Taylor Swift put the full weight of her legion of fans behind a battle with two record executives who she says are stopping her from performing her own songs. And now the record label has fired back, claiming she’s invented a “narrative” that “does not exist.”
On Thursday the superstar recording artist told her supporters on Twitter that Big Machine Records executives Scott Borchetta and Scooter Braun — who also represents Justin Bieber, Ariana Grande, and Demi Lovato — have prevented her from performing at the upcoming American Music Awards and from releasing a Netflix documentary about her life.
“Please let Scott Borchetta and Scooter Braun know how you feel about this,” Swift wrote in a statement. “Scooter also manages several artists who I really believe care about other artists and their work. Please ask them for help with this - I’m hoping that maybe they can talk some sense into the men who are exercising tyrannical control over someone who just wants to play the music she wrote.”
The backstory here is a little complicated.
In June, a group led by Braun purchased Big Machine Records — Swift’s former label — which gave them ownership over Swift’s entire catalog except her latest album, “Lover.” Shortly after the sale, Swift called Braun — importantly a public ally to Swift enemies Kim Kardashian and Kanye West — an “incessant, manipulative bully” and called it a “nightmare scenario.”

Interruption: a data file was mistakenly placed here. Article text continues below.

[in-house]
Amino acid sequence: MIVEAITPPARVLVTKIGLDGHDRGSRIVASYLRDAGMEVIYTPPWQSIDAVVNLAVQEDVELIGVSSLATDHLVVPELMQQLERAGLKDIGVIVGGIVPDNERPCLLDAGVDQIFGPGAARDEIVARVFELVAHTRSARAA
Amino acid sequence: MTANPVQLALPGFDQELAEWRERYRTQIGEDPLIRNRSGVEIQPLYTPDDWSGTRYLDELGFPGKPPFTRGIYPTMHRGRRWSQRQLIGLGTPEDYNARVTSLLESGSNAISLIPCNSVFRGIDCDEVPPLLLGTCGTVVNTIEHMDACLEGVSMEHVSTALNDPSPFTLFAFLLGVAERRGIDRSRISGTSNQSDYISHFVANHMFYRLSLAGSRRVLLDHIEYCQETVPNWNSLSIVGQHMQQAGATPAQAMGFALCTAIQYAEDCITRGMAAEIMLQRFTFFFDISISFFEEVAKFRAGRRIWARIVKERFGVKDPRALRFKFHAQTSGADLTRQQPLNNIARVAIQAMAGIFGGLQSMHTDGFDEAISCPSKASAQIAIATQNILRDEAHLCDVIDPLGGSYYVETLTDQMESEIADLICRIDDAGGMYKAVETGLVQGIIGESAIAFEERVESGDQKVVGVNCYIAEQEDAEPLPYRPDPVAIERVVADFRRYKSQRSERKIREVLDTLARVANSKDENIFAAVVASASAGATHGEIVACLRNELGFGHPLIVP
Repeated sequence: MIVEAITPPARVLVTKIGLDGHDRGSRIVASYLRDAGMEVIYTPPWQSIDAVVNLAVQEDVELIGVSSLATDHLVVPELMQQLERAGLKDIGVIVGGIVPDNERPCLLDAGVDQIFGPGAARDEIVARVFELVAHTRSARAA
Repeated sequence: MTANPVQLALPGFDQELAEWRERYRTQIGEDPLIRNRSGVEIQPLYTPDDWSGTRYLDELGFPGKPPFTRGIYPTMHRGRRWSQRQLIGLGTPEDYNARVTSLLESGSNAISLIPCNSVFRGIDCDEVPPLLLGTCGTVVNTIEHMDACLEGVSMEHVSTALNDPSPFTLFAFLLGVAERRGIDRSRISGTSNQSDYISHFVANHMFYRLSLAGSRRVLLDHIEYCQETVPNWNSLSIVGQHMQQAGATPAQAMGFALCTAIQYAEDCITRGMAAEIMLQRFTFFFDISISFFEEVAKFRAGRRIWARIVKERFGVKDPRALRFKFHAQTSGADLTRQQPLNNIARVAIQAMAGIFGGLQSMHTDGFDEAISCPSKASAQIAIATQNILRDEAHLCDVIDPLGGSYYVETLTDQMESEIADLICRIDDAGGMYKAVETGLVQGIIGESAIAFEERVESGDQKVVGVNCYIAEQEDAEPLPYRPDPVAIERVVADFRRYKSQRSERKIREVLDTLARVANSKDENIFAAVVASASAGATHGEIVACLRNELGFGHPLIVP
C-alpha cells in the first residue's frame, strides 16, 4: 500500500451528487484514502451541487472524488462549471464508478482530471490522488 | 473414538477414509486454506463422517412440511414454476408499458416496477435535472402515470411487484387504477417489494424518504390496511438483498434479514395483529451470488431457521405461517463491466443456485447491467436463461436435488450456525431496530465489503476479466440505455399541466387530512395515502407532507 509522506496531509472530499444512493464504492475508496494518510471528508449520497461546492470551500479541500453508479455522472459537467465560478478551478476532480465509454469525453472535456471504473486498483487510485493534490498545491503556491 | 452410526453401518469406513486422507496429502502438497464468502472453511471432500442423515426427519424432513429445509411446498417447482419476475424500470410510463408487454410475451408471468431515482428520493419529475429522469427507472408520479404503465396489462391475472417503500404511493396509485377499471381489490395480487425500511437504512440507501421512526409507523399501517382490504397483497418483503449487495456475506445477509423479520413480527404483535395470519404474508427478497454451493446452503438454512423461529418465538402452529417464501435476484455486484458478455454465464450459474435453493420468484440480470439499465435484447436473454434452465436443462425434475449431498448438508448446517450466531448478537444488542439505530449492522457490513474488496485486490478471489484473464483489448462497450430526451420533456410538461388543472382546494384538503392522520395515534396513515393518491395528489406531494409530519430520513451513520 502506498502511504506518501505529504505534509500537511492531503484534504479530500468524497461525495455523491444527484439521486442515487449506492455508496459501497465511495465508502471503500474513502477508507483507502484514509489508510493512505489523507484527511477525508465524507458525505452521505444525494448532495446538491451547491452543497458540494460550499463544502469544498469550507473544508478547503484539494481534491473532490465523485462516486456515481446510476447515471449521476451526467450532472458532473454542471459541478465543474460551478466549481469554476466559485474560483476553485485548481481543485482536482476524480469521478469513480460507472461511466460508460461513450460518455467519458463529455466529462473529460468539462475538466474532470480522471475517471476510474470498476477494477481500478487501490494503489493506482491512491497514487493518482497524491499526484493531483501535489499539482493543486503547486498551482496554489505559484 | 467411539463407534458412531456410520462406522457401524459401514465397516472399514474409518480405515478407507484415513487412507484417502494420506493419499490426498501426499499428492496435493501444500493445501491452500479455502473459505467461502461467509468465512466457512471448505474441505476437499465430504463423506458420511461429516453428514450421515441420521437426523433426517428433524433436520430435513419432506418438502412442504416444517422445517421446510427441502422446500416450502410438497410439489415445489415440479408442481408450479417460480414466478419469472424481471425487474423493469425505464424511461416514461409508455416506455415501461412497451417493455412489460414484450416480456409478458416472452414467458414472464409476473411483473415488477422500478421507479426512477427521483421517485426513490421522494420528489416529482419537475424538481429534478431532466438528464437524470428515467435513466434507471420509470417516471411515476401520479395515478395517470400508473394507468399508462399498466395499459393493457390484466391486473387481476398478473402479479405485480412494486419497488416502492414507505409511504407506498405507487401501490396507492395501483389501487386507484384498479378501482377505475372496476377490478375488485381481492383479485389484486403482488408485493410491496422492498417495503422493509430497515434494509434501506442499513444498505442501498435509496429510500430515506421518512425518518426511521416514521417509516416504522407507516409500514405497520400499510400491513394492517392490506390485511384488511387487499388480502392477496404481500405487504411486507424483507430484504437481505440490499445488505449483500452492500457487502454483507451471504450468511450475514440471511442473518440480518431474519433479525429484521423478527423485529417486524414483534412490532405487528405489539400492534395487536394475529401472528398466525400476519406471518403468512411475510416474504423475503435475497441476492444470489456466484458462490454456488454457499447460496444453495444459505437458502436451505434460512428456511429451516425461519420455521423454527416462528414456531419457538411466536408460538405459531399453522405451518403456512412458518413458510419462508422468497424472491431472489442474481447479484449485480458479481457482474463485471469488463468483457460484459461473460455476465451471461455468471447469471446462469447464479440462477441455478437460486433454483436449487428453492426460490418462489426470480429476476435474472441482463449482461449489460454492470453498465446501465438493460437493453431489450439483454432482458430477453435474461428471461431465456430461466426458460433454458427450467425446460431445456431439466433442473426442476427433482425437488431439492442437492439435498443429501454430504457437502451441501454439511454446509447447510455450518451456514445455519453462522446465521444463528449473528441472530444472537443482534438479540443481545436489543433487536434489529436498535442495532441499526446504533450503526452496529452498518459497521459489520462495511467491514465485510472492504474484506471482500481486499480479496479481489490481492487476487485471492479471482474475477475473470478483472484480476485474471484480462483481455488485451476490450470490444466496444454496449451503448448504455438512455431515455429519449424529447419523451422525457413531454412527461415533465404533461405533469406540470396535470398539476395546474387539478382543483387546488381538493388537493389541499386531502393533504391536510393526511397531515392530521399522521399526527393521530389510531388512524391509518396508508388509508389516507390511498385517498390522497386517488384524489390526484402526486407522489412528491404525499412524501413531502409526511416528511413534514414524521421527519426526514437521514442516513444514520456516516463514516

Swift soon announced she planned to re-record her old albums, making copycat versions that would effectively give her ownership of her music again. So now, according to Swift, Braun and Borchetta are putting the kibosh on her American Music Awards performance because she was planning to perform a medley of her hits, including pre-“Lover” tracks — and they say that would be re-recording her music before she’s allowed to next year. Swift also claimed they blocked from using her music and performance footage in the Netflix documentary, and would only release it if she agrees to not re-record her music and stop talking about Braun and Borchetta.
“The message being sent to me is very clear,” Swift said. “Basically be a good little girl and shut up. Or you’ll be punished.”
Swift fans have responded, well, swiftly. There’s already a petition with 66,000 signatures supporting her efforts.
But Big Machine Records came back with a lengthy statement of their own on Friday, saying they weren’t preventing Swift from performing at the AMAs, where she’s set to be honored as the “Artist of the Decade.”
“As Taylor Swift’s partner for over a decade, we were shocked to see her Tumblr statements yesterday based on false information,” the group said in a statement. “At no point did we say Taylor could not perform on the AMAs or block her Netflix special. In fact, we do not have the right to keep her from performing live anywhere.”
The label said Swift has admitted she owes it “millions of dollars and multiple assets,” and that they had been working toward a resolution.
“However, despite our persistent efforts to find a private and mutually satisfactory solution, Taylor made a unilateral decision last night to enlist her fanbase in a calculated manner that greatly affects the safety of our employees and their families,” the statement read. “Taylor, the narrative you have created does not exist. All we ask is to have a direct and honest conversation.”
Cover: In this Aug. 26, 2019 file photo, Taylor Swift arrives at the MTV Video Music Awards in Newark, N.J. (Photo by Evan Agostini/Invision/AP, File)